From Sept. 4 through Thursday, the USDA received 39,447 applications for aid. The department has approved 7,851 applications so far, the USDA official said.
The administration has planned an initial $4.7 billion in payments for producers of commodities such as corn, cotton, dairy products, pork, sorghum, soybeans and wheat.
The program will give aid to farmers based on a formula that accounts for the “severity of the trade disruption” — essentially, an estimate of how much money the trade war is costing them — as well as the volume of their production, the USDA said in announcing the program.
Farmers can apply for the assistance only after their harvests are complete, so the money has likely gone primarily to producers of wheat, dairy and livestock, a USDA spokesman said in an email. The USDA said it could not disclose which farmers have received assistance under the program.
“Because of privacy concerns, we will not release the identity of individual recipients,” a spokesman said in an email.
Some critics said the Trump administration should disclose the names of the recipients, arguing that doing so would allow the public to see whether farmers are receiving multiple rounds of federal assistance.
“The administration should not wait to share the names of recipients, so taxpayers can see whether those farmers have already been paid by other programs," said Scott Faber, senior vice president of government affairs for the Environmental Working Group, a national environmental organization.
When Trump announced the bailout, many farm advocacy groups and a bipartisan bloc of farm-state legislators argued that farmers would more effectively be helped by an easing of trade tensions. Instead, tensions have since heightened, with the United States and China repeatedly hitting each other with a set of escalating tariffs. China said last week it would retaliate against Trump’s latest round of tariffs on roughly $200 billion in Chinese imports with similar measures against about $60 billion in U.S. products.
The Trump administration has a preliminary agreement to reach a trade deal with Mexico, but it remains at loggerheads with Canada, another major agricultural trade partner.
The direct payment program is one of several prongs of the administration’s effort to insulate farmers from the trade war.
The federal government also has authorized the USDA to buy $1.2 billion worth of food it would then give to food pantries and child nutrition assistance programs across the country. Feeding America, a nonprofit organization with more than 200 food banks in the United States, is working with federal officials on resolving some of the large logistical hurdles in getting food such as meat, produce and dairy to Americans who need it.
Federal purchases under this program will begin after Oct. 1, a USDA spokeswoman said.
“Food banks are really excited about this huge opportunity, but there are a lot of costs associated with this, and there’s a capacity issue,” said Kate Leone, Feeding America’s senior vice president of government relations. “The demand is there, but we’re trying to work through barriers to the success of the program.”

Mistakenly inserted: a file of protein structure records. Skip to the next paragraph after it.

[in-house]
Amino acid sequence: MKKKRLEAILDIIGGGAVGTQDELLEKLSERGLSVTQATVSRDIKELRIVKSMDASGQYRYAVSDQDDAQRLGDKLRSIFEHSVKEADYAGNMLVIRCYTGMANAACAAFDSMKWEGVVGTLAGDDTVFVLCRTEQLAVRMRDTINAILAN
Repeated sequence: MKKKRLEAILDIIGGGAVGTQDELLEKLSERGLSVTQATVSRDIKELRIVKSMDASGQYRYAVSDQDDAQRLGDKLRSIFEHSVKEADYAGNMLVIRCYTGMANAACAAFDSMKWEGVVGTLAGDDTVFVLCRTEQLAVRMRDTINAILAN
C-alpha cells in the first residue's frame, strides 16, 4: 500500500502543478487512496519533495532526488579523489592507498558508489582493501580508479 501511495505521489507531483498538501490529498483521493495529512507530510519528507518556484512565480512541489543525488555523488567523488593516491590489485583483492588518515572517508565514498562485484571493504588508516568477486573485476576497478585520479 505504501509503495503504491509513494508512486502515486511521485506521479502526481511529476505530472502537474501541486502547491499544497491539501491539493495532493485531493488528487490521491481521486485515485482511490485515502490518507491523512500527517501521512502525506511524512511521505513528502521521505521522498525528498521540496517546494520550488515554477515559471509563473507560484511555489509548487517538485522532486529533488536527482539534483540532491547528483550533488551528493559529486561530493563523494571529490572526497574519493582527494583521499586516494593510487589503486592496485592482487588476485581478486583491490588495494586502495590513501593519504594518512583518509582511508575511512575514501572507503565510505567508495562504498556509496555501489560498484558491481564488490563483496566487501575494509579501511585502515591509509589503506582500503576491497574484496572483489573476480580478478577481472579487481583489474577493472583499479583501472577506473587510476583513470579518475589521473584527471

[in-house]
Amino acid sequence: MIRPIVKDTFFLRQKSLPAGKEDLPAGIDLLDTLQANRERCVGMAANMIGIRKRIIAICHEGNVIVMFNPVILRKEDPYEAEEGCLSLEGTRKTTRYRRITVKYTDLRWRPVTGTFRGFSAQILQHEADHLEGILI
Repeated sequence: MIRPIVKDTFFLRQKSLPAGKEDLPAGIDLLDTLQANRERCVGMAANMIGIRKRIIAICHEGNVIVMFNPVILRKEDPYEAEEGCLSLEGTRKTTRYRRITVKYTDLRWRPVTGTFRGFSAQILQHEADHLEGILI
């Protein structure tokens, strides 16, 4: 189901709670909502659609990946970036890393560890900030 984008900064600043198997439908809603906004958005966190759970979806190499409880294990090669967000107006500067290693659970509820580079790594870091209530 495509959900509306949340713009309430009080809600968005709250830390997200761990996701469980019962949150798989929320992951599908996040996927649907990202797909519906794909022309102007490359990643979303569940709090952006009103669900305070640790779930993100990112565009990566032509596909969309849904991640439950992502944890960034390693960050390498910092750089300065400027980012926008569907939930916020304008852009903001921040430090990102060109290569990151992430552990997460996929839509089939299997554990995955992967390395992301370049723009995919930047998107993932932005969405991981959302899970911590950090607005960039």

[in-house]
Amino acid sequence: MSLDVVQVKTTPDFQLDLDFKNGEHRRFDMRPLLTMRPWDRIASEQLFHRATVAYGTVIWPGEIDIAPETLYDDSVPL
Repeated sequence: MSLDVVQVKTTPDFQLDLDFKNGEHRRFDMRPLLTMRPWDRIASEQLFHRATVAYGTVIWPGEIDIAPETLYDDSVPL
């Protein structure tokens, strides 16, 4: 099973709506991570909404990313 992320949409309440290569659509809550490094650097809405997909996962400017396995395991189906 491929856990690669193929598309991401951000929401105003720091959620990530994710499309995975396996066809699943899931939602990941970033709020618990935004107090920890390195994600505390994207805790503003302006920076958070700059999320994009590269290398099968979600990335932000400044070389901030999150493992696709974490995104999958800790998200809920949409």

An additional $200 million has been allocated to help “develop foreign markets for U.S. agricultural products,” which could include spending on marketing in foreign countries or leading trade missions overseas. That money will go out in early 2019, according to the USDA.
Critics of the aid say it amounts to an unnecessary taxpayer subsidy designed to paper over the flaws in Trump’s tariffs, while the administration has said it offers meaningful relief for farmers caught in the crossfire of the international trade war. The program was not approved by Congress and instead relies on the 1933 program called the Commodity Credit Corp., a division of the Agriculture Department created during the Great Depression.
USDA officials stressed that the bailout program is in its early days. Soybean producers have not submitted their applications yet, according to the USDA, because their harvest season has not been completed. Soybean farmers are expected to receive the bulk of the bailout money.
The program caps maximum payments at a combined $125,000 for dairy and hog production, as well as a combined $125,000 for corn, cotton, sorghum, soybeans and wheat, according to the USDA’s website.
Opponents note that the government already has generous programs to help distressed farmers, including a subsidy for a crop insurance program that reimburses farmers for unexpected losses. To them, these payments look like a taxpayer-funded bailout designed primarily to ease criticisms among a particular political constituency ahead of the 2018 midterm elections — while others have questioned whether soybean farmers really need the relief.
“It’s like socialism cubed and for people who overwhelmingly vote Republican,” said Faber, of the Environmental Working Group.
But Chad Ingels, a farmer in northeast Iowa, said he quickly received a check for $1,084 for his inventory of just under 300 hogs that have remained on his farm instead of being sold on the market. Ingels would normally sell each hog for $150, but a fall in hog prices has reduced that amount to $100.
“It was really smooth,” said Ingels, who after getting his check celebrated by tweeting a video of Conan O’Brien high-fiving Andy Richter.